Wifi Troubleshooting Tips

If you are having issues with your wireless connection here are a few things you can try.

Please note that we do not guarantee wireless speeds, our speeds are only guaranteed to the DEMARC point(typically the active ethernet outlet).


Verify your connection

The first thing you should do is make sure that your connection to our network is up. Here are a few steps to follow in order to confirm that your connection is up or to assist in troubleshooting if it isn't.

Once you have verified that your connection is functioning, make sure that your router is capable of reaching your package's speeds and meets recommended requirements for our network. Not every router is capable of delivering Gigabit speeds - many older routers have maximum speeds over ethernet that are 1/10th of those needed for full Gigabit service - and a good router is fundamental when attempting to create a reliable wireless network.


Your router's location

The range of your wireless network depends largely upon the wireless standards your router utilizes, the location of the router, and the materials which comprise the walls and floors between you and your router. A typical 2.4 GHz network has an average maximum indoor range of 150 feet, though denser construction materials such as brick can decrease the strength of your signal by roughly 25% if there is a single brick wall between you and your router. The 2.4 GHz band is also prone to interference due to competing networks and devices - a large number of 2.4 GHz networks or 2.4 GHz cordless phones, for example, can reduce your wireless performance significantly. The 5 GHz band is less prone to interference, however it has a much lower maximum range than the 2.4 GHz band and does not travel through denser structural materials as well. If you notice that your wireless performance decreases dramatically at range, it may be necessary to relocate your router to a more central location - ideally somewhere that takes heavier construction materials or dense/metallic furniture out of the equation. Placing the router behind TVs, inside metal cabinets, or anything of that nature will reduce performance drastically.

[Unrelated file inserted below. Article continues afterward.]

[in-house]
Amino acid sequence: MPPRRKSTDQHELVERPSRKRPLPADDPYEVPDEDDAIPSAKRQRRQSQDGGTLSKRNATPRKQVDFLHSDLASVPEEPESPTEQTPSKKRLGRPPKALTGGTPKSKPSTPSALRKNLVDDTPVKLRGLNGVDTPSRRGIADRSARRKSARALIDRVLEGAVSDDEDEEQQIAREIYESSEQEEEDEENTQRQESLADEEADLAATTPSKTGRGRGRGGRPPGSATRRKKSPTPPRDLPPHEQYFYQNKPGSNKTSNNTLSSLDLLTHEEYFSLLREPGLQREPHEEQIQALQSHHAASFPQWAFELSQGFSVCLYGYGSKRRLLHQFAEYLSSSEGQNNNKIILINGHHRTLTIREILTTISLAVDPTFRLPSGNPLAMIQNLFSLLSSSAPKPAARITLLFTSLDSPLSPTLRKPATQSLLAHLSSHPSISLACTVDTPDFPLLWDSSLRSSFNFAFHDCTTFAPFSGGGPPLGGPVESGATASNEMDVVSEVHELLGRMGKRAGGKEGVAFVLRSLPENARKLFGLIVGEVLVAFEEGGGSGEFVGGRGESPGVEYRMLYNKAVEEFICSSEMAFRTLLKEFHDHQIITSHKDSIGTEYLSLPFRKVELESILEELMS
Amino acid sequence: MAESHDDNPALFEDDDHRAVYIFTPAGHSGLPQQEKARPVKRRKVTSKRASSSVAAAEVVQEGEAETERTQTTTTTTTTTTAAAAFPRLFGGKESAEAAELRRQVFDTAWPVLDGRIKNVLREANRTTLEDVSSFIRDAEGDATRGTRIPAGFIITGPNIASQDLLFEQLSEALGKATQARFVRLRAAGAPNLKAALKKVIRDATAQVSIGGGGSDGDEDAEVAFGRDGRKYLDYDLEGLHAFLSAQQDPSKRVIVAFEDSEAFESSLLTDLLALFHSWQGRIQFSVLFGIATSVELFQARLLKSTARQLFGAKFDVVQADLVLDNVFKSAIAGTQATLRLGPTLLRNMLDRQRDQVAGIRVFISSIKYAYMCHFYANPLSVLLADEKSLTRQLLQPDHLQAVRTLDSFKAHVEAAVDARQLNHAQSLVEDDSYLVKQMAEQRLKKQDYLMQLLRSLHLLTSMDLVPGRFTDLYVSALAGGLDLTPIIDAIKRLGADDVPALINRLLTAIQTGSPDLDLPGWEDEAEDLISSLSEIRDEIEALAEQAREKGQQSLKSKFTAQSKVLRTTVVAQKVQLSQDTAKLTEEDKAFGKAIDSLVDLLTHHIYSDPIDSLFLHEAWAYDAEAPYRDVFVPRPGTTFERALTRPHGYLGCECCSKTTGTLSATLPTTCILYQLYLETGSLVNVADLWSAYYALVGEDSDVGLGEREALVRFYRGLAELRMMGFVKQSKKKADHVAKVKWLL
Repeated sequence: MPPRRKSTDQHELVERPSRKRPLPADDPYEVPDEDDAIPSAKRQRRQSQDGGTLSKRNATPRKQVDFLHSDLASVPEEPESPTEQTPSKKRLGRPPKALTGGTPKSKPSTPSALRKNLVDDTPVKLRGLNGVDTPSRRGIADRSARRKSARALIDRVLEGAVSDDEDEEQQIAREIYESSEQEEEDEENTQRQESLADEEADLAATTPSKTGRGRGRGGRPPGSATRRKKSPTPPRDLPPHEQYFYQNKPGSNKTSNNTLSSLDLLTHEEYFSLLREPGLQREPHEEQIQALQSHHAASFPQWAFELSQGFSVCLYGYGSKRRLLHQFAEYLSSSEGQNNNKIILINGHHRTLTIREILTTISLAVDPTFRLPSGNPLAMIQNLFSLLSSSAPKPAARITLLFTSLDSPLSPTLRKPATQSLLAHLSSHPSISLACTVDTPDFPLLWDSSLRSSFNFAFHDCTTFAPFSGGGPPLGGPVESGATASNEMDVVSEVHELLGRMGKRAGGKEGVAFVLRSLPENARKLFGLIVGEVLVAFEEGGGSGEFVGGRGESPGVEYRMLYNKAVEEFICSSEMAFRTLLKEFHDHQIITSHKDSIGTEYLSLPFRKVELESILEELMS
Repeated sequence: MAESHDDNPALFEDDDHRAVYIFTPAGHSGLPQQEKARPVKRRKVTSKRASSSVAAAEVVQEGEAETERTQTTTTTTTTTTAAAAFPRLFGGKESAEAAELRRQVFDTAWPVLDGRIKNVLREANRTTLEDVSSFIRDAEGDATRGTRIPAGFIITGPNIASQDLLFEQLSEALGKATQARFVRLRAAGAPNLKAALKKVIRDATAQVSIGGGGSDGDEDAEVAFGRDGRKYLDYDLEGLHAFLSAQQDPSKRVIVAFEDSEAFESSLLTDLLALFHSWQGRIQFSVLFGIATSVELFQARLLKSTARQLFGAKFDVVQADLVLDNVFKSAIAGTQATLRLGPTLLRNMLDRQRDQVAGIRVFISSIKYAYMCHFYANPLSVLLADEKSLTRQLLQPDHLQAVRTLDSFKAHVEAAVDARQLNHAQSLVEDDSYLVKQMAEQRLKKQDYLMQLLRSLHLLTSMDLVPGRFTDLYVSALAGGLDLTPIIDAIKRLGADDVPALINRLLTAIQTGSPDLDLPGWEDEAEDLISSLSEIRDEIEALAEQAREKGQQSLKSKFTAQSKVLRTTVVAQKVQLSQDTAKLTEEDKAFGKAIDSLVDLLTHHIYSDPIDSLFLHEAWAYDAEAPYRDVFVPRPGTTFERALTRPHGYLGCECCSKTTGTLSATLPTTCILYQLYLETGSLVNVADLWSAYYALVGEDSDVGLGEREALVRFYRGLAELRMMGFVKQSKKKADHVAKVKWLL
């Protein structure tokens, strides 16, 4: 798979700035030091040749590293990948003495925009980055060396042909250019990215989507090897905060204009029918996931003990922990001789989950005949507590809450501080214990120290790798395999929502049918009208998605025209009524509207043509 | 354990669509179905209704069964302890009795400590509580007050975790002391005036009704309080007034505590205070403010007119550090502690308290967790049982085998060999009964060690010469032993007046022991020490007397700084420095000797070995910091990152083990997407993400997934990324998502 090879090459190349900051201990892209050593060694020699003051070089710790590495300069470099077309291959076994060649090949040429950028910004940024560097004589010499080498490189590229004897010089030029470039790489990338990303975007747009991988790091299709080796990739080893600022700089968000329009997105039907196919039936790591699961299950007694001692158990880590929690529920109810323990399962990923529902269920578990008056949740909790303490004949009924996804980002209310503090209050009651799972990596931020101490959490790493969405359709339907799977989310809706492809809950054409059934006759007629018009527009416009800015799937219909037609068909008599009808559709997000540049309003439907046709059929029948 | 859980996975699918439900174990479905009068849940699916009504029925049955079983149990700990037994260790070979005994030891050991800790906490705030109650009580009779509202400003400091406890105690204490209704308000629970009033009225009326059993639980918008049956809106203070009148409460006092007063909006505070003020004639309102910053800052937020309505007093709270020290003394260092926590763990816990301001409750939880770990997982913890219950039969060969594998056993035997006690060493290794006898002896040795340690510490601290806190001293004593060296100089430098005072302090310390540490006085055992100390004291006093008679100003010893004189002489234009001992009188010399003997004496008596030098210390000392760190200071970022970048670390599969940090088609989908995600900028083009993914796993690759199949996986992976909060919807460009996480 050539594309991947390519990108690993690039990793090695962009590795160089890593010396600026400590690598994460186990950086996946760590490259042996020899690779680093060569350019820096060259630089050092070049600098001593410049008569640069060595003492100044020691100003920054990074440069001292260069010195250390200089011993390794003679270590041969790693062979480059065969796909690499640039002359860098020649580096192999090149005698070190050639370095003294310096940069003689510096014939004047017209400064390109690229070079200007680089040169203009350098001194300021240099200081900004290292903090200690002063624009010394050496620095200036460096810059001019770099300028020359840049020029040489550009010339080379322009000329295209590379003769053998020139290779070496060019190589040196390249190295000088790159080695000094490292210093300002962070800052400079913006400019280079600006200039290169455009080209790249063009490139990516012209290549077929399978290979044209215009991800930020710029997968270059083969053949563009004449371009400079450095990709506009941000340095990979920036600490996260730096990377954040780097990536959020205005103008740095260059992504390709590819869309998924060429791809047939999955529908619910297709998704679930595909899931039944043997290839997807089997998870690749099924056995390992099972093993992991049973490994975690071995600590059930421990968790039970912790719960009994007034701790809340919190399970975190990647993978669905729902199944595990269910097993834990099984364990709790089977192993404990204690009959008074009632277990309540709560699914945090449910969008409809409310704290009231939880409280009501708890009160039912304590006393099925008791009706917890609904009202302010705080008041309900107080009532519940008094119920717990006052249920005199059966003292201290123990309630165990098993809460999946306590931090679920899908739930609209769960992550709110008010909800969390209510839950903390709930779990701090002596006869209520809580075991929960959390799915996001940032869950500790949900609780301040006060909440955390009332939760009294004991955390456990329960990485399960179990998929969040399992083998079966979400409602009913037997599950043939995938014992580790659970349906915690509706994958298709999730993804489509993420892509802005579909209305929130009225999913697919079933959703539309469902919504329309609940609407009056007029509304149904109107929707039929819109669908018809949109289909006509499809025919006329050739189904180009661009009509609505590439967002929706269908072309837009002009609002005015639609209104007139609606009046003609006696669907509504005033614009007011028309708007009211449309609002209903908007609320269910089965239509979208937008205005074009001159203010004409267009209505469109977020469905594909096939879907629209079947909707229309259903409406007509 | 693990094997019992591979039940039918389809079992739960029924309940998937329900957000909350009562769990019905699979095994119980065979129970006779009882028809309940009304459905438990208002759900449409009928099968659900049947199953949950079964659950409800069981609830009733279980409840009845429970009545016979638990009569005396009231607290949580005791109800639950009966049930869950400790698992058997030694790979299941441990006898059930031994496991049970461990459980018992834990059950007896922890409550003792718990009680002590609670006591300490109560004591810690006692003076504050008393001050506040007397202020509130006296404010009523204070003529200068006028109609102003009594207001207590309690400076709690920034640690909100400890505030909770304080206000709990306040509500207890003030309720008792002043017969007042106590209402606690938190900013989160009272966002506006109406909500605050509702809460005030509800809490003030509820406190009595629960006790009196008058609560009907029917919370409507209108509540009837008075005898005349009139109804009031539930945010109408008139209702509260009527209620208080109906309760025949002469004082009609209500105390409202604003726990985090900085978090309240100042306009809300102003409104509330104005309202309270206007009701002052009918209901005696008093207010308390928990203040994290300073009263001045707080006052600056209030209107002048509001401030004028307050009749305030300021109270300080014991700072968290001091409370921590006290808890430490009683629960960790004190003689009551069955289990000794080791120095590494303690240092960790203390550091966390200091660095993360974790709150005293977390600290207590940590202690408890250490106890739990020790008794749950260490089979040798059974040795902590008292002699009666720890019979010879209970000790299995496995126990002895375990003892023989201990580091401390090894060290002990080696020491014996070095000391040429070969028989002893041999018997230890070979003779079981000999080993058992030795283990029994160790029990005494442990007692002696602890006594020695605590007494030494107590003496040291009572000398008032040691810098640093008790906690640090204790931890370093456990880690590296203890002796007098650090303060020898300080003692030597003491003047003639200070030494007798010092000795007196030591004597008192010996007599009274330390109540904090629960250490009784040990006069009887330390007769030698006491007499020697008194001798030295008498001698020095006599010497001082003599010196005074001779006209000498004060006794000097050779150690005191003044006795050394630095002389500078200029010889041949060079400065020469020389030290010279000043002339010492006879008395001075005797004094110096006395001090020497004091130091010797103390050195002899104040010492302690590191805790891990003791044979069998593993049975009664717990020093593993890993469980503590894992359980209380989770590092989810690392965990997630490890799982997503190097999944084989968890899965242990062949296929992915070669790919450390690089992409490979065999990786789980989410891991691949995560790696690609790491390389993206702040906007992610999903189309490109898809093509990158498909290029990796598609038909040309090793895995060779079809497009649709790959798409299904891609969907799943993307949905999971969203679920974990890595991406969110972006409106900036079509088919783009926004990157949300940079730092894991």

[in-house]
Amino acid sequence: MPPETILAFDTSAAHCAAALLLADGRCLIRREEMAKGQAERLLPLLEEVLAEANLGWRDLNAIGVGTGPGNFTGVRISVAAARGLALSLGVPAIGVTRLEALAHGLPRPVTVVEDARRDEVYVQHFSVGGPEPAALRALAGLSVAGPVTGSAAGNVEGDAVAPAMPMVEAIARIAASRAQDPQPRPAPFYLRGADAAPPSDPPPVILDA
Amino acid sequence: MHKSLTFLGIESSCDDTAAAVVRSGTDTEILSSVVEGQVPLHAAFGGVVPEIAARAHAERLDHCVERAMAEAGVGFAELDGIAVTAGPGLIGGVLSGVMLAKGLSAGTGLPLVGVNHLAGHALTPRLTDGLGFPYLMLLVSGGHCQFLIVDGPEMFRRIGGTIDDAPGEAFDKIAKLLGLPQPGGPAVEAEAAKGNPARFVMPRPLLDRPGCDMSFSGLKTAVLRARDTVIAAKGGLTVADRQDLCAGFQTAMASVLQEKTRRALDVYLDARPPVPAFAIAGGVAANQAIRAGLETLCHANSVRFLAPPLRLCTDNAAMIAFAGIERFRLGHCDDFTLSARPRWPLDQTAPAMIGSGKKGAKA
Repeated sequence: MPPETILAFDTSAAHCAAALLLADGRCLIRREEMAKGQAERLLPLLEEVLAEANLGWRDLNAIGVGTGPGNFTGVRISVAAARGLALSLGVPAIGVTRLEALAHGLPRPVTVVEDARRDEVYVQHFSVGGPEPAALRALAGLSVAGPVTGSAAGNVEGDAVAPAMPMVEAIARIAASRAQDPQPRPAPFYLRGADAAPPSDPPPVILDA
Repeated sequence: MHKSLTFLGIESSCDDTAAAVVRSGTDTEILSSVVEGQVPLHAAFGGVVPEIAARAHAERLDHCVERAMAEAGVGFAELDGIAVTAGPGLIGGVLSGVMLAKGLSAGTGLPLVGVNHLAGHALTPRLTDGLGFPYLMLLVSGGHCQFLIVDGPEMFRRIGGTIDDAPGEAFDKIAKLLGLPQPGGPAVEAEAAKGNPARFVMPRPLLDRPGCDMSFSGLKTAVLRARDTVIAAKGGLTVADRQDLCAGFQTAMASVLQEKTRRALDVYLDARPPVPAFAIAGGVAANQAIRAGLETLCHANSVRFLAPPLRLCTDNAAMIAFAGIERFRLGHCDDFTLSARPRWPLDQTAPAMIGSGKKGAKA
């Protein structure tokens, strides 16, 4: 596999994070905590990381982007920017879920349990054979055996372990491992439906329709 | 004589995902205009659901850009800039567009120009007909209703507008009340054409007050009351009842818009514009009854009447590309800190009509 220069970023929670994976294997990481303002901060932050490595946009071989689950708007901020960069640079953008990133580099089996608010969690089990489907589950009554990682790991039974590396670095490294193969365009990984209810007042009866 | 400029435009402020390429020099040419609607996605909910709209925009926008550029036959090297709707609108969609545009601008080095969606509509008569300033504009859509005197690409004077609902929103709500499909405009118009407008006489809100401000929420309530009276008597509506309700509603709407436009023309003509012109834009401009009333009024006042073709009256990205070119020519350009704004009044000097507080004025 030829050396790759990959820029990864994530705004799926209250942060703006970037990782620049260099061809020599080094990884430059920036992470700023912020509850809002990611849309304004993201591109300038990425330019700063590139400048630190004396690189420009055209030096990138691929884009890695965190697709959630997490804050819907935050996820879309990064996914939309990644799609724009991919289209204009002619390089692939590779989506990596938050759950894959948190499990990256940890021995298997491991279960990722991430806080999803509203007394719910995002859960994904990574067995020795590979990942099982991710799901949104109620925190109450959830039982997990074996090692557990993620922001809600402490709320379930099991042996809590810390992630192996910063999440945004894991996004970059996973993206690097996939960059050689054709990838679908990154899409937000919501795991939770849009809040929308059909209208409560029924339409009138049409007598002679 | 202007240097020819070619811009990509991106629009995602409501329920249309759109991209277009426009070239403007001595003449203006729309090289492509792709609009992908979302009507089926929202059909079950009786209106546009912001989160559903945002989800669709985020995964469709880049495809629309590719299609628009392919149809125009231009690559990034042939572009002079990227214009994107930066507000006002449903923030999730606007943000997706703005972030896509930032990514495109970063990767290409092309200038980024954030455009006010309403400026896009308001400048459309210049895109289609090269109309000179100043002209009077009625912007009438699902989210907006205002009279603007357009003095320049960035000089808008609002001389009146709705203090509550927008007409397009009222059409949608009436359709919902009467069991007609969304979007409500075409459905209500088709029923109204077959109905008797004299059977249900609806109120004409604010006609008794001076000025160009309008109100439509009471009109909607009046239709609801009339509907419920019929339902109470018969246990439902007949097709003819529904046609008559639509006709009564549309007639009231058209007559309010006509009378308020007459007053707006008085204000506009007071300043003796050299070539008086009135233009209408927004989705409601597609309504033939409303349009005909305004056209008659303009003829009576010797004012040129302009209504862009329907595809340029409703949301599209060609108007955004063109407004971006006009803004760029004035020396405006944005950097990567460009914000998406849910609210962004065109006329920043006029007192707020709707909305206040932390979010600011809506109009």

If your wireless performance continues to struggle at range, it might be wise to consider replacing the router if it is older or obtaining a wireless access point to place in another part of your home, thus providing a secondary point for devices to connect to.




Please note that Atlas Networks does not guarantee wireless speeds, our speeds are only guaranteed to the DEMARC point (typically the active ethernet outlet to which your wireless router is connected). 



  • wifi, internet, Troubleshooting, slow speeds
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